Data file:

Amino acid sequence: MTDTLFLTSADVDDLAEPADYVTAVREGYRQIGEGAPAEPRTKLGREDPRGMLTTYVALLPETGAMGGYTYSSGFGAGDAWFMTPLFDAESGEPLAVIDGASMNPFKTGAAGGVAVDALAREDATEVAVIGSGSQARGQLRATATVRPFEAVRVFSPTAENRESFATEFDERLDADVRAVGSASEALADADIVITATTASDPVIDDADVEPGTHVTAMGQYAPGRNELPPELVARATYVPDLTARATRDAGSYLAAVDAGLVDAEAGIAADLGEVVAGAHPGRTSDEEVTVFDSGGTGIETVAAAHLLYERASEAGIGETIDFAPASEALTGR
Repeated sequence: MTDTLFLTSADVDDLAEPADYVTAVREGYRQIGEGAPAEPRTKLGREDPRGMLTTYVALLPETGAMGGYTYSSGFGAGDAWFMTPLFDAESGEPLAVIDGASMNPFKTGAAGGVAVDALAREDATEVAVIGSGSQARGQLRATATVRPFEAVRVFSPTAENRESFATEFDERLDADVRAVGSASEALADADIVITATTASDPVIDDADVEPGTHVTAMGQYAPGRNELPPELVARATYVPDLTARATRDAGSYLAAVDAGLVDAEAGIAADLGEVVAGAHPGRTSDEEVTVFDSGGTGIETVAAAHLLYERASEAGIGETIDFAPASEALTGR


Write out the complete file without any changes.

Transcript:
Amino acid sequence: MTDTLFLTSADVDDLAEPADYVTAVREGYRQIGEGAPAEPRTKLGREDPRGMLTTYVALLPETGAMGGYTYSSGFGAGDAWFMTPLFDAESGEPLAVIDGASMNPFKTGAAGGVAVDALAREDATEVAVIGSGSQARGQLRATATVRPFEAVRVFSPTAENRESFATEFDERLDADVRAVGSASEALADADIVITATTASDPVIDDADVEPGTHVTAMGQYAPGRNELPPELVARATYVPDLTARATRDAGSYLAAVDAGLVDAEAGIAADLGEVVAGAHPGRTSDEEVTVFDSGGTGIETVAAAHLLYERASEAGIGETIDFAPASEALTGR
Repeated sequence: MTDTLFLTSADVDDLAEPADYVTAVREGYRQIGEGAPAEPRTKLGREDPRGMLTTYVALLPETGAMGGYTYSSGFGAGDAWFMTPLFDAESGEPLAVIDGASMNPFKTGAAGGVAVDALAREDATEVAVIGSGSQARGQLRATATVRPFEAVRVFSPTAENRESFATEFDERLDADVRAVGSASEALADADIVITATTASDPVIDDADVEPGTHVTAMGQYAPGRNELPPELVARATYVPDLTARATRDAGSYLAAVDAGLVDAEAGIAADLGEVVAGAHPGRTSDEEVTVFDSGGTGIETVAAAHLLYERASEAGIGETIDFAPASEALTGR